In the spring of 1970, President Richard Nixon made the decision to authorize the United States military to cross over the border from South Vietnam into Cambodia. This decision was made to advance attacks to sanctuaries in Cambodia used by the North Vietnamese military in their war against the South. On April 29, 1970, President Nixon appeared on national television to discuss his reasoning for this action. The announcement reignited dissent against the war and led to unintended consequences no one could have imagined.
In the aftermath of the President’s speech, various groups made plans that included a protest against the war in Washington D.C. and on various college campuses across the United States. A group of thirty-seven college presidents sent a letter that arrived at the White House on May 4 imploring Nixon to end the fighting in Southeast Asia. That same afternoon, news relating to protests and violence slowly made its way to the Oval Office. The National Guard firing on a group of protesters at Kent State University, killing four and wounding nine, seemed inconceivable. Eleven days later, two more student protesters were killed and twelve wounded at Jackson State University.
In the aftermath of Kent State, 450 colleges and universities went on strike. Governor Reagan shut down the entire state university and college system in the state of California. These events, when combined with the proposed “Huston Plan,” which would give the intelligence agencies the ability to use wire taps and open private mail in an attempt to combat rising internal dissension, gave the impression that the right to free speech in America was under attack.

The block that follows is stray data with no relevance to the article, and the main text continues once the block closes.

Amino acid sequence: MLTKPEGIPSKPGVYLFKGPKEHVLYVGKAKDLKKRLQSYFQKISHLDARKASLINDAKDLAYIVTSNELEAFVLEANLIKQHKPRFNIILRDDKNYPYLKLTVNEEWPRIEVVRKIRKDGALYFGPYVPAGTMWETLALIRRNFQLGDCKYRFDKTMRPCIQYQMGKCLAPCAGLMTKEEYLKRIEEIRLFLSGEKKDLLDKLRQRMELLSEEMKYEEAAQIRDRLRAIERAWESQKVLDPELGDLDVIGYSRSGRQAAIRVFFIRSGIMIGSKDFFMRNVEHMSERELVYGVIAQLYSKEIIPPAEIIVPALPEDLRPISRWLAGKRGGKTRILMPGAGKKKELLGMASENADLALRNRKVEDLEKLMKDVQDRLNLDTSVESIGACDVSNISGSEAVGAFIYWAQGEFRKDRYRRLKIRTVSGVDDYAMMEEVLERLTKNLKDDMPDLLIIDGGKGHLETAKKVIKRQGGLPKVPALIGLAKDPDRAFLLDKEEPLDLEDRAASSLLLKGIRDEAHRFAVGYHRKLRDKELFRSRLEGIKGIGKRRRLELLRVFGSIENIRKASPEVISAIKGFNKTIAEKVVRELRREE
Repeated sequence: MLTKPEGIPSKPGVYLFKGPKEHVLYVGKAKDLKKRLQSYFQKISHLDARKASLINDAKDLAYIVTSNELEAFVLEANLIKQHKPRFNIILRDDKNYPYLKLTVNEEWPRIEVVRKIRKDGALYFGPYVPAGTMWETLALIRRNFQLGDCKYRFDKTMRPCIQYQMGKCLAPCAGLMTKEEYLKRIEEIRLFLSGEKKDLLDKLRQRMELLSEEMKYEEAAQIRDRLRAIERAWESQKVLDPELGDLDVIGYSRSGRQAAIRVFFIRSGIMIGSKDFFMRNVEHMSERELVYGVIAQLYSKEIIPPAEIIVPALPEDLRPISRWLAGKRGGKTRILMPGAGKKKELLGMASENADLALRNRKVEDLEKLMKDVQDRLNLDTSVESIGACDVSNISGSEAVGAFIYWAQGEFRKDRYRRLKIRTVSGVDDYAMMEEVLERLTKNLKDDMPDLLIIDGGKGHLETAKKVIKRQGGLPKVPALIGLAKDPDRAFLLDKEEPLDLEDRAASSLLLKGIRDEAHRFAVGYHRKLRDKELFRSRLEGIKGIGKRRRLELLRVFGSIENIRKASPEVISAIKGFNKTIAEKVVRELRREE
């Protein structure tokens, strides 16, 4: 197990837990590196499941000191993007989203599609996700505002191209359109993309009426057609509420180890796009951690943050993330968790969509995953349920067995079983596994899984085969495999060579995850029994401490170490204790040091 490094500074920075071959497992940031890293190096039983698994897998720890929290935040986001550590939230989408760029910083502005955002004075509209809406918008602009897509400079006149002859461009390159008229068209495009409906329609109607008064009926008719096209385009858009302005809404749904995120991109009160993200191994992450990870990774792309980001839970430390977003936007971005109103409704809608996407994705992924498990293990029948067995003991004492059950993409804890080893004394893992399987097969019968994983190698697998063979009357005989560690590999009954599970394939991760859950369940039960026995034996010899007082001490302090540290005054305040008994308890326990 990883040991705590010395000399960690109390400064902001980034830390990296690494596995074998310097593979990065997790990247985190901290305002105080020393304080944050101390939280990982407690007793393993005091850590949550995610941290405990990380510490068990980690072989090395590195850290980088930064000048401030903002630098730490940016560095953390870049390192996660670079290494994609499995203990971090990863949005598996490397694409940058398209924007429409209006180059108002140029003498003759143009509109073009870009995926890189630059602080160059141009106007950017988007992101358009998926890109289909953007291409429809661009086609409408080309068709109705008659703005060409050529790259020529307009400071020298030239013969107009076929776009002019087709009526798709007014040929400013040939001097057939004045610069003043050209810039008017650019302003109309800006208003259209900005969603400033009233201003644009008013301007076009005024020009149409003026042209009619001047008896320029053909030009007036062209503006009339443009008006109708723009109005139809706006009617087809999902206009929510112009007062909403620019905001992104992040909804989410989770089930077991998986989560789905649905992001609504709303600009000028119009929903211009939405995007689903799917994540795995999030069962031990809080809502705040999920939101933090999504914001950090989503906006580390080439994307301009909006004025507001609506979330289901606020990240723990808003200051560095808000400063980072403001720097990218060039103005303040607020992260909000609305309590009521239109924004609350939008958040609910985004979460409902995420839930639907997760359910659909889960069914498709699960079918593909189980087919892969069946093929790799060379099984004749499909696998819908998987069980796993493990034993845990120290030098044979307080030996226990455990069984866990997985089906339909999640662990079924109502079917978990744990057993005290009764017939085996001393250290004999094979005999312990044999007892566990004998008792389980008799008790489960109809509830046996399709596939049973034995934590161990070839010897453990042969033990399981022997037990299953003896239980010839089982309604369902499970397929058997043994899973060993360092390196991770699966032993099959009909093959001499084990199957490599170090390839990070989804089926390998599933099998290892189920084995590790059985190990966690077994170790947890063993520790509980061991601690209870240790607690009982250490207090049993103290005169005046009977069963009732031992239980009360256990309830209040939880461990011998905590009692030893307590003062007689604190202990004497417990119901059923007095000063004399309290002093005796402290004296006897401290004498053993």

Fortunately, the Huston Plan never became policy and violence against protests like those of May 1970 proved to be isolated events. Dissent and protest against the war and government policies continued and became emblematic of each American citizen’s right to speak freely on the issues most important to them.
The ability to engage in a free and public debate remains a cornerstone of American democracy.
The 1968 Presidential campaign occurred during one of the most tumultuous times in American history. In an environment teeming with anger, violence, and hostility, Richard Nixon, Hubert Humphrey and George Wallace each sought the attention of American voters and the right to lead the United States into an unknown future.
The Vietnam War and the resulting protests, along with the political assassinations of Martin Luther King, Jr. and Robert F. Kennedy, contributed to these historic and difficult times. The animosity towards American participation in Vietnam pushed the incumbent President, Lyndon B. Johnson, to announce his withdrawal from the Democratic primaries and the race for the presidency. As a result, the Democratic Party nomination opened up and two peace candidates, Senator Robert Kennedy of New York and Senator Eugene McCarthy of Minnesota, competed in the remainder of the primaries following New Hampshire. After the assassination of Robert Kennedy following his primary victory in California, Hubert Humphrey became the favorite of establishment Democrats and earned the nomination in Chicago in the midst of riots protesting the war in Vietnam.
On the Republican side, Richard Nixon focused on issues such as law and order and won every primary he entered. He easily won the Republican nomination during a quiet convention in Miami, Florida. George Wallace, the former Governor of Alabama and a staunch segregationist, ran for President as an Independent. His support came mainly from the South and workers in industrial areas of the North and Midwest.
In the midst of all these trials and tribulations, Nixon - in a reversal of the 1960 election results - won a close election over Humphrey in the Electoral College – 301 to 191. Wallace finished third with 46 Electoral College votes.